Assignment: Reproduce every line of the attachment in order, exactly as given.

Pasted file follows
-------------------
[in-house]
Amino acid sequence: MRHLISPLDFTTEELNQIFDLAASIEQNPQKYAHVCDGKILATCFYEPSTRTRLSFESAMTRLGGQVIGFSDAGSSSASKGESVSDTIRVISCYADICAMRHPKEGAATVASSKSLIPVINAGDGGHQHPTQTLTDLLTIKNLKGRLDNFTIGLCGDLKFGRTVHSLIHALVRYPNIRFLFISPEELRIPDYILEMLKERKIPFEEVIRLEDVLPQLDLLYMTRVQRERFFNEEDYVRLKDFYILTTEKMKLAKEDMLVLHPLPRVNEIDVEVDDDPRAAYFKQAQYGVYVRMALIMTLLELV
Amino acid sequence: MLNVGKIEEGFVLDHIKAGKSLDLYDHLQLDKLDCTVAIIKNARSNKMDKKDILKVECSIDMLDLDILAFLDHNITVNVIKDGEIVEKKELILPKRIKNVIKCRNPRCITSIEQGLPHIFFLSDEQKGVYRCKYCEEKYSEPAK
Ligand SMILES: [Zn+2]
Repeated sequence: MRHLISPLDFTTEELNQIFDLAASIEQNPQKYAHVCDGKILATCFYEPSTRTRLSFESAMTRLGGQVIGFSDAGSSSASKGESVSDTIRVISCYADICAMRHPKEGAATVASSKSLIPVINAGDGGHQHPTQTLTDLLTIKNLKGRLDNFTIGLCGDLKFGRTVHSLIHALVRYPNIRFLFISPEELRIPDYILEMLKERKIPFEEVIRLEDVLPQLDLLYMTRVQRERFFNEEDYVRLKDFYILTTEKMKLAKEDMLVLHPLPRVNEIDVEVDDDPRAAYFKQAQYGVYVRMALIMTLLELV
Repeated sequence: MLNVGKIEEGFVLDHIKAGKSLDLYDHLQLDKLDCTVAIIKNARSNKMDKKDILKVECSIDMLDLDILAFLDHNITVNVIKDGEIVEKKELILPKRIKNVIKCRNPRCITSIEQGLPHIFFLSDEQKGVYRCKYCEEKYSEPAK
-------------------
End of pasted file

[in-house]
Amino acid sequence: MRHLISPLDFTTEELNQIFDLAASIEQNPQKYAHVCDGKILATCFYEPSTRTRLSFESAMTRLGGQVIGFSDAGSSSASKGESVSDTIRVISCYADICAMRHPKEGAATVASSKSLIPVINAGDGGHQHPTQTLTDLLTIKNLKGRLDNFTIGLCGDLKFGRTVHSLIHALVRYPNIRFLFISPEELRIPDYILEMLKERKIPFEEVIRLEDVLPQLDLLYMTRVQRERFFNEEDYVRLKDFYILTTEKMKLAKEDMLVLHPLPRVNEIDVEVDDDPRAAYFKQAQYGVYVRMALIMTLLELV
Amino acid sequence: MLNVGKIEEGFVLDHIKAGKSLDLYDHLQLDKLDCTVAIIKNARSNKMDKKDILKVECSIDMLDLDILAFLDHNITVNVIKDGEIVEKKELILPKRIKNVIKCRNPRCITSIEQGLPHIFFLSDEQKGVYRCKYCEEKYSEPAK
Ligand SMILES: [Zn+2]
Repeated sequence: MRHLISPLDFTTEELNQIFDLAASIEQNPQKYAHVCDGKILATCFYEPSTRTRLSFESAMTRLGGQVIGFSDAGSSSASKGESVSDTIRVISCYADICAMRHPKEGAATVASSKSLIPVINAGDGGHQHPTQTLTDLLTIKNLKGRLDNFTIGLCGDLKFGRTVHSLIHALVRYPNIRFLFISPEELRIPDYILEMLKERKIPFEEVIRLEDVLPQLDLLYMTRVQRERFFNEEDYVRLKDFYILTTEKMKLAKEDMLVLHPLPRVNEIDVEVDDDPRAAYFKQAQYGVYVRMALIMTLLELV
Repeated sequence: MLNVGKIEEGFVLDHIKAGKSLDLYDHLQLDKLDCTVAIIKNARSNKMDKKDILKVECSIDMLDLDILAFLDHNITVNVIKDGEIVEKKELILPKRIKNVIKCRNPRCITSIEQGLPHIFFLSDEQKGVYRCKYCEEKYSEPAK